Rosanna Schiaffino

Rosanna Schiaffino obituary in “The Guardian” in 2009.

Rosanna Schiaffino who has died aged 69, was one of those Italian beauty queens who began a promising acting career in the post-neorealist cinema of the 1950s. She gave up the cinema in the 1970s and married the handsome playboy and steel industry heir Giorgio Falck. Their marriage and, a decade later, their break-up and divorce, had overtones of melodrama more piquant than the content of any of the 45 films in which Schiaffino had starred.

She was born in Genoa, in north Italy, into a well-off family and, although her father wanted her to pursue studies as a surveyor, her mother encouraged her showbusiness ambitions, helping her to study privately at a drama school and then to take part in beauty contests, which she usually won. These led to modelling jobs, with photographs in important magazines, including Life.

At the age of 27, she was offered her first film roles, which brought her to the notice of the producer Franco Cristaldi, who launched many of the stars and directors of that era. He paired her with Marcello Mastroianni in Un Ettaro di Cielo (A Hectare of Heaven, 1959), shown at the Brussels and Edinburgh festivals. More significant was her second film for him, La Sfida (The Challenge), directed by Francesco Rosi, which was well received at the 1958 Venice festival, where Schiaffino was much admired for her powerful but sensitive performance as a Neapolitan girl, inspired by a real-life character. On the day of her wedding to the young man with whom she has been having a passionate affair (the part was played by the Spanish actor José Suarez), he is killed by the Camorra, which he has been trying, ingenuously, to outwit for control of the fruit market.

In 1959, she starred in Mauro Bolognini’s La Notte Brava, one of the first films co-scripted by Pier Paolo Pasolini, who was not too happy about the casting of French actors such as Laurent Terzieff and Jean-Claude Brialy to play his Roman toughies, but approved of the choice of the actresses, Elsa Martinelli and Schiaffino. In 1962 she appeared in Vincente Minnelli’s Two Weeks in Another Town. But though the publicists had tried to launch Schiaffino as an “Italian Hedy Lamarr”, she was unlucky. She would have been more appropiately heralded as the new Italian sex goddess after Gina Lollobrigida and Sophia Loren, but in the early 1960s that role was passing to Claudia Cardinale, who would later marry Cristaldi, with whom Schiaffino still had a contract. Indeed, in 1960 Schiaffino was to have played Paolina Borghese in a new Abel Gance film about Napoleon, but Cristaldi, who was co-producer, secured the role for Cardinale.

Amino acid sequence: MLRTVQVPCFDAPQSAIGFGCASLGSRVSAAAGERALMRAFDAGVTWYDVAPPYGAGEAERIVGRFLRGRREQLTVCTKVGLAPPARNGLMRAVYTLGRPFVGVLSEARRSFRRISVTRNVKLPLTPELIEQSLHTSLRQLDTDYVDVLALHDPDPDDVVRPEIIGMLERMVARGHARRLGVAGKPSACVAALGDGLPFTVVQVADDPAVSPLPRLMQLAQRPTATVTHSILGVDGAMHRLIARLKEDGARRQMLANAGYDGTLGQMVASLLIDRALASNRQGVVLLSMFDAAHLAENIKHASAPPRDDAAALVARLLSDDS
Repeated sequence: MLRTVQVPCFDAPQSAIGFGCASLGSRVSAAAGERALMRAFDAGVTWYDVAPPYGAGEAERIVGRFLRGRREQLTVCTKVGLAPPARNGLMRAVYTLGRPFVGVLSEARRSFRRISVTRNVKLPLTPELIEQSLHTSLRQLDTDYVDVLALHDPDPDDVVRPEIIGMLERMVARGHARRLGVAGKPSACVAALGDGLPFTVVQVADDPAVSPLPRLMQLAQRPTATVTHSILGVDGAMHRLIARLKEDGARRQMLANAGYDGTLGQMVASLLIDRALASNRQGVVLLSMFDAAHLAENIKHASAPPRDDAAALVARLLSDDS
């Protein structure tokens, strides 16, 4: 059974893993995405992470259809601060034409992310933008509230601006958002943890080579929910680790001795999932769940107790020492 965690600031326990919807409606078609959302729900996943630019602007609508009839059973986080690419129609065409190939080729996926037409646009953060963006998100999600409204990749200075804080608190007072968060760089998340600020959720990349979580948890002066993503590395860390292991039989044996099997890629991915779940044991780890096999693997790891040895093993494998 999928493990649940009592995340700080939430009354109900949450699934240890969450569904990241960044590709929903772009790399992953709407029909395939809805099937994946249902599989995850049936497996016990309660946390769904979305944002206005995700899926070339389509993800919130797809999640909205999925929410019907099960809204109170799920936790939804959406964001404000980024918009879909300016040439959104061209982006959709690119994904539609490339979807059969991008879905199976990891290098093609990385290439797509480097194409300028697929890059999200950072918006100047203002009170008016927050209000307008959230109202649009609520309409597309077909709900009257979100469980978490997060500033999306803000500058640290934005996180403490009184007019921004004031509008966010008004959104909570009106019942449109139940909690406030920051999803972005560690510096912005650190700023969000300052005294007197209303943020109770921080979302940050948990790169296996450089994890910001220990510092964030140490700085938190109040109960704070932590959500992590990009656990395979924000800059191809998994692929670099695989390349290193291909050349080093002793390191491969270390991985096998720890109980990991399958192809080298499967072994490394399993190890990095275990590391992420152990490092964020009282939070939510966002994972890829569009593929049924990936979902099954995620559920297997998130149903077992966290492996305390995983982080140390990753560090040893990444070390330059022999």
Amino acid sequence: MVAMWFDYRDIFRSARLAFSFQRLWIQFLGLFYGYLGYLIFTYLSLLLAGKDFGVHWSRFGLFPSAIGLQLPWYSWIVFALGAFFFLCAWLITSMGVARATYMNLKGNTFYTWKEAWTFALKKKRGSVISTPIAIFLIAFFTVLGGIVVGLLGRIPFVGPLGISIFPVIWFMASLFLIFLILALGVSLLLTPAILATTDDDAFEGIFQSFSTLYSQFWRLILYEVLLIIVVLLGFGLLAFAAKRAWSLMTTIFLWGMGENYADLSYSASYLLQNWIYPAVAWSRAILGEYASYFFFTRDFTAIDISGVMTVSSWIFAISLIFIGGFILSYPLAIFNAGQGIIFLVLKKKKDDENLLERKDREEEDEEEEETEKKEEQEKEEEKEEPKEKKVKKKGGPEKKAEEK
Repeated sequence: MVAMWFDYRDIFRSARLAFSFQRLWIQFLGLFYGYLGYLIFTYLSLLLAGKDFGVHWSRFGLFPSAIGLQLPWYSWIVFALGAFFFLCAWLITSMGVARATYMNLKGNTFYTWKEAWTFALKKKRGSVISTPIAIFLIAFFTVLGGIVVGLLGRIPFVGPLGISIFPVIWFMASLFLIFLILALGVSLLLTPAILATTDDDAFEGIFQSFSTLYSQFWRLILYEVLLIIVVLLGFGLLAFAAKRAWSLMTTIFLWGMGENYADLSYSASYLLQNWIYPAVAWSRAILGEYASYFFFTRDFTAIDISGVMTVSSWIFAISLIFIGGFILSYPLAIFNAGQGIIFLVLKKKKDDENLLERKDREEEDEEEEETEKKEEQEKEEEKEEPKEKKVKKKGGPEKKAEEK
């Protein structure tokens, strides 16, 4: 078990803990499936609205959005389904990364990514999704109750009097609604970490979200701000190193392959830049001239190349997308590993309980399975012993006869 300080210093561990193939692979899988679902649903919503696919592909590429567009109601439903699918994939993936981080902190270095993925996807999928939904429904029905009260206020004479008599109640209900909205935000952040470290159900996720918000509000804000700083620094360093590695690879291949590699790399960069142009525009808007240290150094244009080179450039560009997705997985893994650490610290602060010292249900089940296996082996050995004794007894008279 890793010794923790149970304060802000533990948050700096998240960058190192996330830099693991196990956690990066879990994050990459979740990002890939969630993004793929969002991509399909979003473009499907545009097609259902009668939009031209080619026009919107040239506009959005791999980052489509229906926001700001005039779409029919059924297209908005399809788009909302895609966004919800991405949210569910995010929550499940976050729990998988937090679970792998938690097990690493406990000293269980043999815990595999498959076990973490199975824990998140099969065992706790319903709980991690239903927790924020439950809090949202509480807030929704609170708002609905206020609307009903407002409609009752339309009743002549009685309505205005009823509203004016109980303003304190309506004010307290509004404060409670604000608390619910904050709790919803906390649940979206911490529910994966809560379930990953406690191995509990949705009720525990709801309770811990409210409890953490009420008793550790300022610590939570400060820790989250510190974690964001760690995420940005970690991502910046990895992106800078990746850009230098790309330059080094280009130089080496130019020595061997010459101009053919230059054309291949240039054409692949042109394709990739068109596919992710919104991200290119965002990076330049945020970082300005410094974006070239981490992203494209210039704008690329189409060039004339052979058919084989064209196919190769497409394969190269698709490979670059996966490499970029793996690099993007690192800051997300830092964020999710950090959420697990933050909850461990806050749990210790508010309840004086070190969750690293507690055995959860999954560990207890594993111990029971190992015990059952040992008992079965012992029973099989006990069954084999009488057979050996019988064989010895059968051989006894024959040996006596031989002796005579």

Schiaffino found another producer interested in her career, Alfredo Bini, whom she would marry. In Bini’s 1963 production RoGoPaG (named after its four directors, Roberto Rossellini, Jean-Luc Godard, Pasolini and Ugo Gregoretti), although Pasolini’s episode La Ricotta would be most remembered, Schiaffino showed her mettle in Rossellini’s Illibatezza (Chastity). She gave credibility and humour to the role of an air hostess who succeeds in shaking off the advances of an American PR guy looking for the perfect chaste girl for an advertising campaign, by turning herself into a vampish glamourpuss.

A more explicitly erotic role for her was that of Lucrezia, the heroine of one of the most salacious plays of Renaissance theatre, Niccolò Machiavelli’s masterpiece La Mandragola (The Mandrake), banned for centuries by the Vatican, which Alberto Lattuada adapted into an over-the-top Italian comedy in 1965, with the comedian Totò, with whom Rosanna had played in an earlier film, as the cunning priest who convinces her to accept an artful stratagem for cuckolding her husband. Schiaffino won the only acting honour of her career for this performance.

In 1966 she played a lead role in two international productions set up by Bini, neither of which would give lustre to their careers. One was a biopic, El Greco, filmed in Toledo with Mel Ferrer in the title role, made by a director, Luciano Salce, who was more at home with satirical comedy. The other was an adaptation of Joseph Conrad’s The Rover, directed by Terence Young, in which Schiaffino co-starred with Anthony Quinn and Rita Hayworth.

After another 15 films, none of them particularly notable, in 1976 she decided to give up the cinema and divorced Bini, with whom she had had a daughter. She began a new life with the jet set, and during the summer of 1980, in Portofino, met Falck, who had also just divorced. Their affair was big news for the gossip columnists. In 1981 she gave birth to their son, Guido, and in 1982 they were married in Milan’s city hall by the mayor. Their marriage and its gradual decline after she had been diagnosed with breast cancer in 1991, and the subsequent divorce, led to unpleasant recriminations on both sides over the custody of their son and the inheritance, but they came to an agreement before Falck died in 2004.